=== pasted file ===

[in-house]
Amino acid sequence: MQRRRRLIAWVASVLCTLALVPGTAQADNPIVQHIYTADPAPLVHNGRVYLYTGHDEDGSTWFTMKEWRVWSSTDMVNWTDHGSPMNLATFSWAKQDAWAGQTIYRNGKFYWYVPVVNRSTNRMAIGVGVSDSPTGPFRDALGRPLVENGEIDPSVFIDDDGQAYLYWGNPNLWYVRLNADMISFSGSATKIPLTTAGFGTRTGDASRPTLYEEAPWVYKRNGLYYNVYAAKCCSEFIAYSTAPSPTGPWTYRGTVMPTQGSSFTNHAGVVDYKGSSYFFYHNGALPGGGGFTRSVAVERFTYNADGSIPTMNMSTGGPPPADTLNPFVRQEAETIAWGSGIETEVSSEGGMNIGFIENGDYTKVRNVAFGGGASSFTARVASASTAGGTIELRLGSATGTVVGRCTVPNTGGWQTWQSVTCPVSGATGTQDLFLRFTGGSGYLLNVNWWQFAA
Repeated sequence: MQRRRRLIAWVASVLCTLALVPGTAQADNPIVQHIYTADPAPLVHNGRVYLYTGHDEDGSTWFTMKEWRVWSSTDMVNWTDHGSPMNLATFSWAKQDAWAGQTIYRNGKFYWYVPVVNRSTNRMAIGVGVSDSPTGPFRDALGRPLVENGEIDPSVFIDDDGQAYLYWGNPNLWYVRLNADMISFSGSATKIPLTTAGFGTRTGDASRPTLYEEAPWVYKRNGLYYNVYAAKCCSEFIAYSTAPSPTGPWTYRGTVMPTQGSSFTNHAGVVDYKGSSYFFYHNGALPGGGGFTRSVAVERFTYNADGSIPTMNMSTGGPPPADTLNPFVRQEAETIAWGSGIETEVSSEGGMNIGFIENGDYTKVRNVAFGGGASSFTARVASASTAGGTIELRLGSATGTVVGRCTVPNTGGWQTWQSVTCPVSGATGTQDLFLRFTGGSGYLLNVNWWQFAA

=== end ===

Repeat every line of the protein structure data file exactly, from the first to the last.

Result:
[in-house]
Amino acid sequence: MQRRRRLIAWVASVLCTLALVPGTAQADNPIVQHIYTADPAPLVHNGRVYLYTGHDEDGSTWFTMKEWRVWSSTDMVNWTDHGSPMNLATFSWAKQDAWAGQTIYRNGKFYWYVPVVNRSTNRMAIGVGVSDSPTGPFRDALGRPLVENGEIDPSVFIDDDGQAYLYWGNPNLWYVRLNADMISFSGSATKIPLTTAGFGTRTGDASRPTLYEEAPWVYKRNGLYYNVYAAKCCSEFIAYSTAPSPTGPWTYRGTVMPTQGSSFTNHAGVVDYKGSSYFFYHNGALPGGGGFTRSVAVERFTYNADGSIPTMNMSTGGPPPADTLNPFVRQEAETIAWGSGIETEVSSEGGMNIGFIENGDYTKVRNVAFGGGASSFTARVASASTAGGTIELRLGSATGTVVGRCTVPNTGGWQTWQSVTCPVSGATGTQDLFLRFTGGSGYLLNVNWWQFAA
Repeated sequence: MQRRRRLIAWVASVLCTLALVPGTAQADNPIVQHIYTADPAPLVHNGRVYLYTGHDEDGSTWFTMKEWRVWSSTDMVNWTDHGSPMNLATFSWAKQDAWAGQTIYRNGKFYWYVPVVNRSTNRMAIGVGVSDSPTGPFRDALGRPLVENGEIDPSVFIDDDGQAYLYWGNPNLWYVRLNADMISFSGSATKIPLTTAGFGTRTGDASRPTLYEEAPWVYKRNGLYYNVYAAKCCSEFIAYSTAPSPTGPWTYRGTVMPTQGSSFTNHAGVVDYKGSSYFFYHNGALPGGGGFTRSVAVERFTYNADGSIPTMNMSTGGPPPADTLNPFVRQEAETIAWGSGIETEVSSEGGMNIGFIENGDYTKVRNVAFGGGASSFTARVASASTAGGTIELRLGSATGTVVGRCTVPNTGGWQTWQSVTCPVSGATGTQDLFLRFTGGSGYLLNVNWWQFAA